Open the book, turn a couple pages and you will find advanced praise for Jenny Lawson’s Furiously Happy.
“Jesus gave me this book when he was done with it, saying, “You have got to read this shit, Kevin. It’s fucking fantastic.” Jesus is terrible with names. —ERNEST HEMINGWAY
That was all it took. I was hooked and reeled in. I loved that line. I laughed out loud at that line. I texted people that line. I recited that line to my fiancée
Lawson wrote a joke I wished I had written, but not never thought of myself. I may or may not, at that moment, have formed an immediate crush on her.
Not one of those creepy kind of crushes, of course. At least I don’t think it is. Then again, no one thinks their crush on someone is creepy. Usually we consider them charming. Adorable, even. Who doesn’t love a boiled rabbit, right? Then again, after some thought, maybe it’s best that the one being respectively crushed upon determines the creep level. More so crush-ee than crush-er, so to speak. So, I reckon you’ll have to ask her. That being said, my crush is predominantly the literary kind, the intellectual kind and the kind that wears a travelling red dress.
After several hours switching from audio book to eReader, and three hundred plus pages later, that schoolboy crush transformed into a world of respect.
From the outset of Furiously Happy, Lawson lets us know she is living life with a mental illness and these are her stories. Granted, there are a few directions she can take this, but Lawson points her compass toward an easygoing wit. She supports it with a stream of examples while filling awkward silences with inappropriate blurts.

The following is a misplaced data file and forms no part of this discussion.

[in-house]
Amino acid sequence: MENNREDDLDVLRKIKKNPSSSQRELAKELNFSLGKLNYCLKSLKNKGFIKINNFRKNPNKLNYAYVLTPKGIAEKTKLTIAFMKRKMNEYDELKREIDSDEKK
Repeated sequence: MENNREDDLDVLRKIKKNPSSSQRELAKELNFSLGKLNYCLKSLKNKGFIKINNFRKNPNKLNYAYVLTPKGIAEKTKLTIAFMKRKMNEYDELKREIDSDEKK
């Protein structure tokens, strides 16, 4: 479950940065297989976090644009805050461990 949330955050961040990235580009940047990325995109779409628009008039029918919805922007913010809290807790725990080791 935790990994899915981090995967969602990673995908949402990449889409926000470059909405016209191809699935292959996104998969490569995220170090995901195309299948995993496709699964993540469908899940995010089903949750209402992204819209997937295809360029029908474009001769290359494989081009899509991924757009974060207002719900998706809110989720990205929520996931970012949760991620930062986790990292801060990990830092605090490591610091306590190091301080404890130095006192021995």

Here is her objective.
“I’m starting a whole movement right now. The FURIOUSLY HAPPY movement. And it’s going to be awesome because first of all, we’re all going to be VEHEMENTLY happy, and secondly because it will freak the shit out of everyone that hates you because those assholes don’t want to see you even vaguely amused, much less furiously happy, and it will make their world turn a little sideways and will probably scare the shit out of them. Which will make you even more happy. Legitimately. “
There were times I found her truth exposing. As if her emotions stood before me naked and raw. She has been scratched, cut and bruised. It was like she went 15 emotional rounds with George Foreman (the boxer, not his grill) and at no point did we ever hear Howard Cosell utter “Down Goes Lawson.”
Throughout her book we learn this is her pain. She shows us her frustration and suffering. She shows us her heart. She gives us her awesome sense of humor and when I say awesome I don’t mean rad or bitchin’. I mean it in its truest definition, as extremely impressive, and inspiring with great admiration.
“We all get our share of tragedy or insanity or drama, but what we do with the horror makes all the difference.”
Full disclosure here, I battle with depression as well. I have for 18 years. Not to the extent that Lawson does, however, but I feel we all have our own individual crosses to bear. Depression is mine. After some time and work with my doctors, I have found the right balance and once again perspective is mine again. But there are times and events that can change that and it is a never-ending process of trying to get well.
So much of what she wrote spoke to me. As outgoing and talkative as I am, I’m not always open to discussing this issue of mine with others. But when I read Furiously Happy, I felt like she was talking to me and quite honestly, it helped.
“Depression is like … when you don’t want cheese anymore. Even though it’s cheese.”
See? See? OMG I swear! It’s like she KNOWS me.
This book is 300+ pages of an unrestrained treatise into the troubling, but oh so beautiful, soul of an incredible woman. And whether she is donning a traveling red dress, or photobombing an exhausted koala while dressed as a one herself, I think Jenny Lawson is one amazing human being…
…and I am ferociously grateful she wrote Furiously Happy.